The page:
Making it happen

S Muralidharan

When absenteeism soared in our school, we became worried. Some were habitual absentees, some skipped school for reasons like missing the bus, losing their tiffin boxes, or bad weather, and still others had parents asking that their children be allowed leave for attending weddings, parties, and for holiday trips. While there were genuine reasons for being absent from school, we realized that this unhealthy trend had to be discouraged.

We decided to introduce and promote hundred per cent attendance as an “ideal”. During the assembly, students were told that school should be their first priority. Parents were informed of the importance of regular attendance at school. We talked to them and helped them realize that regular attendance indicates a family’s interest in their child, that it signals the health and well-being of students, and amply reflects a student’s love and attitude towards his/her school.

Reflective remarks were made on attendance by teachers wherever possible. Catalogues were scrutinized on a daily basis; the students who required counselling were given that support. Parents were contacted over phone if necessary. And on the first working day of every month the percentage of attendance for each student was read out. Review meetings were organized. All these resulted in increased awareness and alertness among all stakeholders.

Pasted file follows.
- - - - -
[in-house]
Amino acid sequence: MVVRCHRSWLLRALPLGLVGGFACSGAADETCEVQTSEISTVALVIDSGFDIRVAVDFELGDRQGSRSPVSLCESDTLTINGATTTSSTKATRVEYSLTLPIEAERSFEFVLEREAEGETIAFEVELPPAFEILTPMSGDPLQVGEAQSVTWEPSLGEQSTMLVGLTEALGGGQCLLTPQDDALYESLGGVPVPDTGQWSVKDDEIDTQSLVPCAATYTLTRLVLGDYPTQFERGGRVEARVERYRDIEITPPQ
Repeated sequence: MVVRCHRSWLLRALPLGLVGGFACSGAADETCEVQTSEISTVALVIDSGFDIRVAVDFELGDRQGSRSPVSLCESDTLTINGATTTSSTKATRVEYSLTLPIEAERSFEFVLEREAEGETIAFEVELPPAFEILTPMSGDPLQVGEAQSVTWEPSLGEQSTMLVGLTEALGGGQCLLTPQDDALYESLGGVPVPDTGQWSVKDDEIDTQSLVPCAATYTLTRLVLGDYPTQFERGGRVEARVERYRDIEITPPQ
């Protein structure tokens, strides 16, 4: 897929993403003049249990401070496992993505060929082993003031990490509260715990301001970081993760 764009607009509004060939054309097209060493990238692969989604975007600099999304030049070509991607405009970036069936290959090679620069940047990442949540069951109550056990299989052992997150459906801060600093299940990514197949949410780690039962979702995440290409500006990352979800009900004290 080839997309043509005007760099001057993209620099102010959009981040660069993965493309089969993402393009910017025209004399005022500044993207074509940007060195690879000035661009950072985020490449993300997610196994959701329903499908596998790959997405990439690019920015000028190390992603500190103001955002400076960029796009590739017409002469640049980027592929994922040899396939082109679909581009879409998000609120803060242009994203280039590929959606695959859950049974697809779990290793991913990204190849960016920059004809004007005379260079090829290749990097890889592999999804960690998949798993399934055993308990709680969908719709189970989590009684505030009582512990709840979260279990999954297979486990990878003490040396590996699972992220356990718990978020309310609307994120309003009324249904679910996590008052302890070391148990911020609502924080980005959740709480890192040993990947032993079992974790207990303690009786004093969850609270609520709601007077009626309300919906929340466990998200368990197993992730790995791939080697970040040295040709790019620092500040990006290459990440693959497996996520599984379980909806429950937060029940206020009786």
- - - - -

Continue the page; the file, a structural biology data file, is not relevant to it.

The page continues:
Gradually our efforts started paying off. There were reports of students giving convincing reasons to their parents (who would want them to attend a family ceremony or stay home for a minor ailment) about why they wouldn’t want to miss school. Healthy, cooperative competition among classes prevailed in the school. The impact influenced even the teacher community – a few of them decided not to take leave so that they would become role models for their students.

At the end of the first term, parents of the students who maintained 100% attendance were felicitated. It was indeed a memorable moment for the parents who had taken care to send their children to school regularly.

Now we have full attendance on most working days. The attendance does not fall below 90 per cent. As another incentive to students, now we have decided that the photographs of those who maintain a 100 per cent attendance throughout a term will be published in the school annual, no matter how large the number is.

The author is the Principal of Kashinath Palod Public School, Jalgaon, Maharashtra. He can be reached at